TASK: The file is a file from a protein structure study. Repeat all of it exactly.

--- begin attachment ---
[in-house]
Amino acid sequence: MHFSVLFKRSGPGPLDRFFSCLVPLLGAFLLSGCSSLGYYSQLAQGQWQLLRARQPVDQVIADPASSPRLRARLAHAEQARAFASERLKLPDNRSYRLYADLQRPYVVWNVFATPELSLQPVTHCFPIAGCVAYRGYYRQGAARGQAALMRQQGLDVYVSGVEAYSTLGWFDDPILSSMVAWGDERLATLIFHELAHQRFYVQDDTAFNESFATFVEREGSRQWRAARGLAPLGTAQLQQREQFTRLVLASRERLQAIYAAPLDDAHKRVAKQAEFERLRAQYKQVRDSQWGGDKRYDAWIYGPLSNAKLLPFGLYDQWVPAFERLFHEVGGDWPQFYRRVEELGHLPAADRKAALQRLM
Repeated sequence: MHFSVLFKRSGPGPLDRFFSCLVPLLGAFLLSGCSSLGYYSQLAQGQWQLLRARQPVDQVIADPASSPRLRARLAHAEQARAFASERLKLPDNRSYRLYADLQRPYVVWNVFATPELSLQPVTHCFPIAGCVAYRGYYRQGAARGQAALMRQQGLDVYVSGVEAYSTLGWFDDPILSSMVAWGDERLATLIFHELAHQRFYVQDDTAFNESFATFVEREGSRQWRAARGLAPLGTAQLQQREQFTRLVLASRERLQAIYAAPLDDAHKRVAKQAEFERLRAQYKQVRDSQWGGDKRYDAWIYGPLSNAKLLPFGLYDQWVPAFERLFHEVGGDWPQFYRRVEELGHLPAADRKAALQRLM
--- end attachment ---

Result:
[in-house]
Amino acid sequence: MHFSVLFKRSGPGPLDRFFSCLVPLLGAFLLSGCSSLGYYSQLAQGQWQLLRARQPVDQVIADPASSPRLRARLAHAEQARAFASERLKLPDNRSYRLYADLQRPYVVWNVFATPELSLQPVTHCFPIAGCVAYRGYYRQGAARGQAALMRQQGLDVYVSGVEAYSTLGWFDDPILSSMVAWGDERLATLIFHELAHQRFYVQDDTAFNESFATFVEREGSRQWRAARGLAPLGTAQLQQREQFTRLVLASRERLQAIYAAPLDDAHKRVAKQAEFERLRAQYKQVRDSQWGGDKRYDAWIYGPLSNAKLLPFGLYDQWVPAFERLFHEVGGDWPQFYRRVEELGHLPAADRKAALQRLM
Repeated sequence: MHFSVLFKRSGPGPLDRFFSCLVPLLGAFLLSGCSSLGYYSQLAQGQWQLLRARQPVDQVIADPASSPRLRARLAHAEQARAFASERLKLPDNRSYRLYADLQRPYVVWNVFATPELSLQPVTHCFPIAGCVAYRGYYRQGAARGQAALMRQQGLDVYVSGVEAYSTLGWFDDPILSSMVAWGDERLATLIFHELAHQRFYVQDDTAFNESFATFVEREGSRQWRAARGLAPLGTAQLQQREQFTRLVLASRERLQAIYAAPLDDAHKRVAKQAEFERLRAQYKQVRDSQWGGDKRYDAWIYGPLSNAKLLPFGLYDQWVPAFERLFHEVGGDWPQFYRRVEELGHLPAADRKAALQRLM